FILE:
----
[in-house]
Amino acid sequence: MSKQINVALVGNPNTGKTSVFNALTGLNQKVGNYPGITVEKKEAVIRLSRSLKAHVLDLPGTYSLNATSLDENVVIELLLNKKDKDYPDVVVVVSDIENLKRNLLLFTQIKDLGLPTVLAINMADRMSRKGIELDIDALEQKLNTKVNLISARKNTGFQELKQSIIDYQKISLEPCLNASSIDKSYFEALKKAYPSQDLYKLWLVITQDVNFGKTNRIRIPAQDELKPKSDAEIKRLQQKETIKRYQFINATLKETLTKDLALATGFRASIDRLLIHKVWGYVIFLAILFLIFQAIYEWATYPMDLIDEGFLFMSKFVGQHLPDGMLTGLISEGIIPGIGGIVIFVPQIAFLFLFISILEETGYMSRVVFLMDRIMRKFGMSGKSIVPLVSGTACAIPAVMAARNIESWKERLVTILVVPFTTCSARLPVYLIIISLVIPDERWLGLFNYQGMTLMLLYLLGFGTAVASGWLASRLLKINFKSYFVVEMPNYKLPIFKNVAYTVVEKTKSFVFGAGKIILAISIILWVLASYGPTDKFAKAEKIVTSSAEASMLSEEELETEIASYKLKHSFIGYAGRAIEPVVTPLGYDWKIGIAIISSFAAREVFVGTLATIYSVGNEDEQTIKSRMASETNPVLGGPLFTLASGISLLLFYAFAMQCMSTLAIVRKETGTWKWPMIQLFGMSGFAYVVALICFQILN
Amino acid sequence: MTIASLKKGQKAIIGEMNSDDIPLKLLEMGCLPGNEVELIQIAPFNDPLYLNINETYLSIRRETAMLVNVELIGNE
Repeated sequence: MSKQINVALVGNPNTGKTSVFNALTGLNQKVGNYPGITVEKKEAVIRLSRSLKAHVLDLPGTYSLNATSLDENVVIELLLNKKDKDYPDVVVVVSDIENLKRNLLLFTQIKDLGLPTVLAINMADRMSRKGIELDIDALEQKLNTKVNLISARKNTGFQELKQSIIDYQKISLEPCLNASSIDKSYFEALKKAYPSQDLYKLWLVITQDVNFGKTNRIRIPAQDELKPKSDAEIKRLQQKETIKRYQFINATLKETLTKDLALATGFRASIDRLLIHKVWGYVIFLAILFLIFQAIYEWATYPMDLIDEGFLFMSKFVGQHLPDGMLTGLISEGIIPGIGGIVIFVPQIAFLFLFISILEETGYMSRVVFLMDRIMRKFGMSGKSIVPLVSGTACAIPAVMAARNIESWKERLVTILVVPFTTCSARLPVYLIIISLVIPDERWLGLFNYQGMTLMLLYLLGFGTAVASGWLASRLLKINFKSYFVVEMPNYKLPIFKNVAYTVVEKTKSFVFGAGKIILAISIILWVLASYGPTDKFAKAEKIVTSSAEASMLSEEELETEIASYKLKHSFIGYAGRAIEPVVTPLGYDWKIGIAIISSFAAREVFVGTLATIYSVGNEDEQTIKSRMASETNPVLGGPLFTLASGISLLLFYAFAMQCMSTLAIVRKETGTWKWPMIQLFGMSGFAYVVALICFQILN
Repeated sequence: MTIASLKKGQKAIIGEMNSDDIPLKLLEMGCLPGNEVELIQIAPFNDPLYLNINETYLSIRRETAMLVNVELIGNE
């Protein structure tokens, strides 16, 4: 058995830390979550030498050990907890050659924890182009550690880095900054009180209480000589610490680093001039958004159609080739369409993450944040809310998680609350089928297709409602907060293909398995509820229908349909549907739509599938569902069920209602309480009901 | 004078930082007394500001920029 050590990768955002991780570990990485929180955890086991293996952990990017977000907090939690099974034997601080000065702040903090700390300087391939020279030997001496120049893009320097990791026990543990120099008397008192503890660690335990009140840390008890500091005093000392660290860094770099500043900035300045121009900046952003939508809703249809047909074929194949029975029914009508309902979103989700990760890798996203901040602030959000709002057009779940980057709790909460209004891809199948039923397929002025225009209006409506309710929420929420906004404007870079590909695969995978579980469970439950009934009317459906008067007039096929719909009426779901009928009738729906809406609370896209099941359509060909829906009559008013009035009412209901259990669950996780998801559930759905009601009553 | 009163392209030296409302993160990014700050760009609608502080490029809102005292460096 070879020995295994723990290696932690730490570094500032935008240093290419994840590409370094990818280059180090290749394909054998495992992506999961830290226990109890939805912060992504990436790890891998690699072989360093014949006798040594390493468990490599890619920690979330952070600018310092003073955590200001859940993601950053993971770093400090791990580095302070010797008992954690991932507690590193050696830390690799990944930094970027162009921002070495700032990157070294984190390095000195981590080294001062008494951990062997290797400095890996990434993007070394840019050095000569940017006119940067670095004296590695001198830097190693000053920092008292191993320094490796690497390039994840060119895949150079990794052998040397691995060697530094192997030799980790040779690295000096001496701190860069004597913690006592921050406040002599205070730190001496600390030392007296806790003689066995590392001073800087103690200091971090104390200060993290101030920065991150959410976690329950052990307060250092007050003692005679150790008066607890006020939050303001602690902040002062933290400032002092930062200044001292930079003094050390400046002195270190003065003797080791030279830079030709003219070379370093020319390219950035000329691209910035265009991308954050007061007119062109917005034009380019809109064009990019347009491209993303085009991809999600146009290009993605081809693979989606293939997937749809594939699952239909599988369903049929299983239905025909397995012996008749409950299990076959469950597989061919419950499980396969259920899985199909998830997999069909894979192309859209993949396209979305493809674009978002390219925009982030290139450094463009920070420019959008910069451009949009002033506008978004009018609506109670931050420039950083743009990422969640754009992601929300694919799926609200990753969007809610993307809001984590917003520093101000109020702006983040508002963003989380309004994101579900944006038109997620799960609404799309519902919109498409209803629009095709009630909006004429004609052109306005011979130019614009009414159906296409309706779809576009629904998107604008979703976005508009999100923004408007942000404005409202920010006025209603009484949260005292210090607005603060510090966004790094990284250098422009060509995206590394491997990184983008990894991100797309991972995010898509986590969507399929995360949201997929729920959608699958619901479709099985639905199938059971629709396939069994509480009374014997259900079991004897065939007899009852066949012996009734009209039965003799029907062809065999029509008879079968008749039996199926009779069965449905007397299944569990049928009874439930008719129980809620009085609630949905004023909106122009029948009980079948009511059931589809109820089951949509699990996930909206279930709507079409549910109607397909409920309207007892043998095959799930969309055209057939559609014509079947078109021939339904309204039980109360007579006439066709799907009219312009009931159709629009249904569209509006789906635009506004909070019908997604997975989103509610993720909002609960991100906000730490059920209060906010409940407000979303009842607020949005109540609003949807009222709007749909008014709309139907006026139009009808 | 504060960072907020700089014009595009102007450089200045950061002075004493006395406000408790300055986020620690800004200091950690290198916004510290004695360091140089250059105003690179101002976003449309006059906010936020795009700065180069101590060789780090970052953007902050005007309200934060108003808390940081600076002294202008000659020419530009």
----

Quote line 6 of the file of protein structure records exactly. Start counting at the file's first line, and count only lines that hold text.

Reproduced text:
């Protein structure tokens, strides 16, 4: 058995830390979550030498050990907890050659924890182009550690880095900054009180209480000589610490680093001039958004159609080739369409993450944040809310998680609350089928297709409602907060293909398995509820229908349909549907739509599938569902069920209602309480009901 | 004078930082007394500001920029 050590990768955002991780570990990485929180955890086991293996952990990017977000907090939690099974034997601080000065702040903090700390300087391939020279030997001496120049893009320097990791026990543990120099008397008192503890660690335990009140840390008890500091005093000392660290860094770099500043900035300045121009900046952003939508809703249809047909074929194949029975029914009508309902979103989700990760890798996203901040602030959000709002057009779940980057709790909460209004891809199948039923397929002025225009209006409506309710929420929420906004404007870079590909695969995978579980469970439950009934009317459906008067007039096929719909009426779901009928009738729906809406609370896209099941359509060909829906009559008013009035009412209901259990669950996780998801559930759905009601009553 | 009163392209030296409302993160990014700050760009609608502080490029809102005292460096 070879020995295994723990290696932690730490570094500032935008240093290419994840590409370094990818280059180090290749394909054998495992992506999961830290226990109890939805912060992504990436790890891998690699072989360093014949006798040594390493468990490599890619920690979330952070600018310092003073955590200001859940993601950053993971770093400090791990580095302070010797008992954690991932507690590193050696830390690799990944930094970027162009921002070495700032990157070294984190390095000195981590080294001062008494951990062997290797400095890996990434993007070394840019050095000569940017006119940067670095004296590695001198830097190693000053920092008292191993320094490796690497390039994840060119895949150079990794052998040397691995060697530094192997030799980790040779690295000096001496701190860069004597913690006592921050406040002599205070730190001496600390030392007296806790003689066995590392001073800087103690200091971090104390200060993290101030920065991150959410976690329950052990307060250092007050003692005679150790008066607890006020939050303001602690902040002062933290400032002092930062200044001292930079003094050390400046002195270190003065003797080791030279830079030709003219070379370093020319390219950035000329691209910035265009991308954050007061007119062109917005034009380019809109064009990019347009491209993303085009991809999600146009290009993605081809693979989606293939997937749809594939699952239909599988369903049929299983239905025909397995012996008749409950299990076959469950597989061919419950499980396969259920899985199909998830997999069909894979192309859209993949396209979305493809674009978002390219925009982030290139450094463009920070420019959008910069451009949009002033506008978004009018609506109670931050420039950083743009990422969640754009992601929300694919799926609200990753969007809610993307809001984590917003520093101000109020702006983040508002963003989380309004994101579900944006038109997620799960609404799309519902919109498409209803629009095709009630909006004429004609052109306005011979130019614009009414159906296409309706779809576009629904998107604008979703976005508009999100923004408007942000404005409202920010006025209603009484949260005292210090607005603060510090966004790094990284250098422009060509995206590394491997990184983008990894991100797309991972995010898509986590969507399929995360949201997929729920959608699958619901479709099985639905199938059971629709396939069994509480009374014997259900079991004897065939007899009852066949012996009734009209039965003799029907062809065999029509008879079968008749039996199926009779069965449905007397299944569990049928009874439930008719129980809620009085609630949905004023909106122009029948009980079948009511059931589809109820089951949509699990996930909206279930709507079409549910109607397909409920309207007892043998095959799930969309055209057939559609014509079947078109021939339904309204039980109360007579006439066709799907009219312009009931159709629009249904569209509006789906635009506004909070019908997604997975989103509610993720909002609960991100906000730490059920209060906010409940407000979303009842607020949005109540609003949807009222709007749909008014709309139907006026139009009808 | 504060960072907020700089014009595009102007450089200045950061002075004493006395406000408790300055986020620690800004200091950690290198916004510290004695360091140089250059105003690179101002976003449309006059906010936020795009700065180069101590060789780090970052953007902050005007309200934060108003808390940081600076002294202008000659020419530009």